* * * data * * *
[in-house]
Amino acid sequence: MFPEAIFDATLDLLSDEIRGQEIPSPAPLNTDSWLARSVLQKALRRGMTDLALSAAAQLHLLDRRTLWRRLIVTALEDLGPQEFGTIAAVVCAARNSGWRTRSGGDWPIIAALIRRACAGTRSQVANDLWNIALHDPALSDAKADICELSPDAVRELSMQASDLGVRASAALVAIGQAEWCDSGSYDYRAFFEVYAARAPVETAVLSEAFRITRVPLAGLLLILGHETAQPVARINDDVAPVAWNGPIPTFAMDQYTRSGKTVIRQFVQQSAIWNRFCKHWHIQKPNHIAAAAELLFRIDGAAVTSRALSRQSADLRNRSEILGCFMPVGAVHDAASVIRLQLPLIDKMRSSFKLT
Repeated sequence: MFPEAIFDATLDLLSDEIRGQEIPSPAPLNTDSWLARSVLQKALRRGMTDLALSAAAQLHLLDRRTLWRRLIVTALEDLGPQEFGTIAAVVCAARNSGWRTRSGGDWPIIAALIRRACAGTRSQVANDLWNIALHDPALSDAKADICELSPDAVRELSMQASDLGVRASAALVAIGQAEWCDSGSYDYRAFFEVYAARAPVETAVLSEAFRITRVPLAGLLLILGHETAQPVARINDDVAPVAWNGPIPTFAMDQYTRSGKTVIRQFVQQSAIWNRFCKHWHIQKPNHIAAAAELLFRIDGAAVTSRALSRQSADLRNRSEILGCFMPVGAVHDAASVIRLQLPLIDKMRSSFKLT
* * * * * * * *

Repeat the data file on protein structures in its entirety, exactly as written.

[in-house]
Amino acid sequence: MFPEAIFDATLDLLSDEIRGQEIPSPAPLNTDSWLARSVLQKALRRGMTDLALSAAAQLHLLDRRTLWRRLIVTALEDLGPQEFGTIAAVVCAARNSGWRTRSGGDWPIIAALIRRACAGTRSQVANDLWNIALHDPALSDAKADICELSPDAVRELSMQASDLGVRASAALVAIGQAEWCDSGSYDYRAFFEVYAARAPVETAVLSEAFRITRVPLAGLLLILGHETAQPVARINDDVAPVAWNGPIPTFAMDQYTRSGKTVIRQFVQQSAIWNRFCKHWHIQKPNHIAAAAELLFRIDGAAVTSRALSRQSADLRNRSEILGCFMPVGAVHDAASVIRLQLPLIDKMRSSFKLT
Repeated sequence: MFPEAIFDATLDLLSDEIRGQEIPSPAPLNTDSWLARSVLQKALRRGMTDLALSAAAQLHLLDRRTLWRRLIVTALEDLGPQEFGTIAAVVCAARNSGWRTRSGGDWPIIAALIRRACAGTRSQVANDLWNIALHDPALSDAKADICELSPDAVRELSMQASDLGVRASAALVAIGQAEWCDSGSYDYRAFFEVYAARAPVETAVLSEAFRITRVPLAGLLLILGHETAQPVARINDDVAPVAWNGPIPTFAMDQYTRSGKTVIRQFVQQSAIWNRFCKHWHIQKPNHIAAAAELLFRIDGAAVTSRALSRQSADLRNRSEILGCFMPVGAVHDAASVIRLQLPLIDKMRSSFKLT